I asked Coach Gould about his take on the hot topic of reclassing and his response was, “All schools should have the ability to reclass. All kids are not mature enough to go forward. Kids aren’t ready to go to college, which is part of the reason for the red shirt years. It’s no difference. Truth be told, many freshmen flunk out of college because they weren’t ready to leave the nest. It’s a bigger issue than reclassing itself; Maturity and other things in that nature. Sometimes it benefits kids, but that doesn’t mean every kid needs to reclass, but it should be a service that’s offered, especially if necessary. It’s not solely for athletic purposes. Parents keep kids back in elementary school and there’s no issue made about that. Does it benefit the kid? That’s a case-by-case measurement for me. But again, even when I was in public school, I had no qualms about it either way.”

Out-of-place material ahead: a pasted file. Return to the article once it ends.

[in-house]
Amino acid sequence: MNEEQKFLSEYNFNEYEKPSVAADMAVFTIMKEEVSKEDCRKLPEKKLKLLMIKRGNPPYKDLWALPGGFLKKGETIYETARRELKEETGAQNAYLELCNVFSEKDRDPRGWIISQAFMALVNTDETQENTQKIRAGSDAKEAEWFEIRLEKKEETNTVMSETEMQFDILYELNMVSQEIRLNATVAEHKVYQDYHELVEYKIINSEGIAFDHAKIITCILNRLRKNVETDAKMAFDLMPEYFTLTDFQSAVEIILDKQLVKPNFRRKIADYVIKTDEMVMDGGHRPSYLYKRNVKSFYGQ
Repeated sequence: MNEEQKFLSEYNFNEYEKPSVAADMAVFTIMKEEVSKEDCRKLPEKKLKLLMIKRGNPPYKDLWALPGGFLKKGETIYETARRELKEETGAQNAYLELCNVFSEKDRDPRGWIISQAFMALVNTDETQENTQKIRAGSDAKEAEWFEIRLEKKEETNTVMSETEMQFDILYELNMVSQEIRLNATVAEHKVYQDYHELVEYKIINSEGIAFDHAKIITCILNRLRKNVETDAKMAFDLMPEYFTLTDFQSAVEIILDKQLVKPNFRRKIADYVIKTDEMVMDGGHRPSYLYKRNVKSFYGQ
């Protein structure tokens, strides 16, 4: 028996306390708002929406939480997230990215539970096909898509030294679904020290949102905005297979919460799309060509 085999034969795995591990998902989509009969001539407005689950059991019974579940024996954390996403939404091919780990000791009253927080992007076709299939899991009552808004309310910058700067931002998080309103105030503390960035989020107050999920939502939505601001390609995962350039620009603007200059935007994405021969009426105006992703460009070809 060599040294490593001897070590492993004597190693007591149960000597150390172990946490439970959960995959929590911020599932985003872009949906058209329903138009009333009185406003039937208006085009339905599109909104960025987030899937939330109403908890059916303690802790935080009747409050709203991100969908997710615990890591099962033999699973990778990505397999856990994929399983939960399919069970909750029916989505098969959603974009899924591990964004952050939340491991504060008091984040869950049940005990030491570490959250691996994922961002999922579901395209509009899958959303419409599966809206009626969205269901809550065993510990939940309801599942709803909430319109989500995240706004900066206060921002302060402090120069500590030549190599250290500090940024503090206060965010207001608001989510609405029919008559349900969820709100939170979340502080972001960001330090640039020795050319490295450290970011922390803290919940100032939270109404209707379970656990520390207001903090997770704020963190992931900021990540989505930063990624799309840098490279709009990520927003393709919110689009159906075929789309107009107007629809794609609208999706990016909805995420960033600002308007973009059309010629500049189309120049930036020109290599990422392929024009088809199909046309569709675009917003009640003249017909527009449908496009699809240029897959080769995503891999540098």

Coach Gould offered additional advice. “Vital advice for middle school parents is to study the program, the coach, the history of the coach, study everything about it, and be truthful to yourself. Ask and answer, what do you want?  What is your child capable of? Where does he fit in? No situation is perfect. Get off of popularity, what looks good.

“A lot of the controversy is a lot of people say Black coaches can’t get it done, but we can. I’ll entrust kids to us [Black coaches]. You can look at who has the history of doing it generically overall and at what level. It’s tough to look in the mirror, but you have to truly evaluate your kid’s talent. Does my kid fit in here? That question is academic and athletic. Weigh your gives and your takes and what will be sacrificed. Parents ask yourselves: ‘What am I here for’ with your kid? Parents talk about academics, but as soon as the kid doesn’t get into the game, they’re complaining about playing time after saying academics are the most important. If that’s the true reason, stay with that, know it’s a privilege for a kid to make a team.

“So, at QEA we offer the best you can possibly offer academically and athletically, and we expect excellence, for parents to do their due diligence, so it all works together.”